Insurance Reforms Must Include a Strong Individual Mandate and Other Key Provisions to Ensure Affordability
The nation is seeking effective solutions to meet the goals of improving the affordability of health insurance, extending coverage to many of the 45.6 million uninsured and reforming a fragmented healthcare delivery system. Central to the debate over healthcare reform in Washington is how to make health insurance more accessible and affordable for millions of Americans who purchase
coverage in the individual market, as well as for small employers.
Legislation pending before Congress includes significant reforms to health insurance industry practices in both the individual and small group markets. These reforms would require insurers to: 1) offer coverage on a guaranteed issue basis without any pre-existing condition exclusions, 2) discontinue rating on health status and gender, 3) limit how much premiums vary because of age,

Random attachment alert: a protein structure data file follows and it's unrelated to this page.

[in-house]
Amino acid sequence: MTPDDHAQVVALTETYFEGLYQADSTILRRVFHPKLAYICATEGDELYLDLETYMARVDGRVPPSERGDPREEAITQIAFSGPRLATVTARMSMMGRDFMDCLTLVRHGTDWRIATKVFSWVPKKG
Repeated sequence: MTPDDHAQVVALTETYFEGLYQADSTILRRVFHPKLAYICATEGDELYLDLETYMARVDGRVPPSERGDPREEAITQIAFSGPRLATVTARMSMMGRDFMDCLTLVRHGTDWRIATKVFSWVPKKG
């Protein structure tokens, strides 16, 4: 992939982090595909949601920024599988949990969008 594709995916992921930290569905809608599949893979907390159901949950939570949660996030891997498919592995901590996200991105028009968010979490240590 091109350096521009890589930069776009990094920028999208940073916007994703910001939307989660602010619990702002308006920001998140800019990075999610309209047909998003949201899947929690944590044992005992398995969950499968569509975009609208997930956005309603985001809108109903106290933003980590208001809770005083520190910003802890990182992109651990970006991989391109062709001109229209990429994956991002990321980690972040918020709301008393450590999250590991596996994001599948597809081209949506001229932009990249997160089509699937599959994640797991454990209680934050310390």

and 4) sell only insurance policies that meet at least new minimum benefit levels.
We modeled the impact of these provisions, along with a variety of other changes included in pending bills, including subsidies, grandfathering, and reinsurance, to estimate the impact on insurance premiums in the individual and small group markets. We have done this on a national level and by state groupings based on their current state insurance rules.